Maybe 25% of those monsters would make sense. The other 75% make absolutely no sense, and are merely – I assume – creations of director, Rudiger Poe. I attempted to delve beyond the superficial insanity of these creatures, and try to find a deeper meaning behind them all. As they say, all art is political. I came to the conclusion that that saying has no relevance when it comes to Monster High. Unless, of course, you want to go with the pot bud monster smoking its victim as a antidrug statement. Then again, it could be seen as a prodrug statement. The main consensus, though? No political statement because barely anything makes any damn sense.
If there is any message to take away from the movie, it is that the monsters are a metaphor for the intense and sometimes nonstop pressure that teenagers feel during high school. This comes through as very surface level as there isn’t much – if any – character development for the teenagers. Each of them do have a true to life stress hanging over them: popularity, sex, grades, sports. This observation really comes through in the one character who is continuously falling asleep. The stress of high school gets to him and … wait, lol, what am I doing? Monster High is definitely not about a message. It’s about monsters and crazy antics. It’s about nonsensical hijinks. It’s braindead fun.
Monster High’s braindead fun actually led me to be braindead a few times. I’ve had a few rewatches since I purchased the DVD for that measly $3 at 2nd & Charles. With each viewing, I’m sure I caught something that definitely did not happen. For sure, that monster didn’t slam dunk a basketball player. It did. There definitely weren’t that many nonsensical boob shots, were there? There were. The remaining teens absolutely did not thwart the basketball game for world domination between the monsters and the high school’s basketball team by reading a few paragraphs from a beginner’s guide to computers, created a computer program to reprogram the computer man to shoot for the high school’s team, and inserted the floppy disk in the computer man’s butt. They did.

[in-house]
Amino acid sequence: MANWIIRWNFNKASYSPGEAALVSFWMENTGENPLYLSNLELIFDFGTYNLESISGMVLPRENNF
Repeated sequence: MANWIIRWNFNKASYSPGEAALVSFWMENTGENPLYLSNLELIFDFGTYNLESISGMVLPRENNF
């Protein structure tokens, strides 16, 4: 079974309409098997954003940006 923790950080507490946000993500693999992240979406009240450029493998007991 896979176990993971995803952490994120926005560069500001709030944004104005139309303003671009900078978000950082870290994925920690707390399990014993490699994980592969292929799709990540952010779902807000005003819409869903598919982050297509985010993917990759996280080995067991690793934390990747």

Very fever dream! Very crazy! And heck, even after watching it a few times, I still feel like I’m seeing it for the first time. In this viewing’s case, I was sure the supersized pot bud rolled and smoked the teen that it captured. Totally confused that with the ultimate horror movie spoof, Scary Movie 2 (2001). And I gasp. Did Scary Movie 2 pull inspiration from Monster High? Would the Wayans Bros. ever admit to doing so? And I gasp, again. IMDb credits Monster High being spoofed in Scary Movie 2. That really doesn’t amount to anything, though.
“Monster High is definitely not about a message. It’s about monsters and crazy antics. It’s about nonsensical hijinks. It’s braindead fun.”
Even though it had its own theme song (Monster High by The Mature Adults), Sony holds the rights (at least they distributed the DVD back in 2005), and it had multiple playings on USA Up All Night, Monster High remains far off many horror fan’s radars. The DVD is out of print but resells on Amazon for pretty darn cheap if you catch it at the right time. I just checked Ebay, and there’s a few listings for the VHS! Excuse me whilst I check my PayPal.
If you’re able to, try and catch Monster High. Experience the fever dream. If you’re not able to, I will continuously be putting it out into the universe that a streaming service picks it up. If you have seen Monster High, let us know what you thought about Mr. Apocalypse and his seedy and maniacal ways on our Twitter, reddit, Instagram, and on The Horror Movie Fiend Club on Facebook.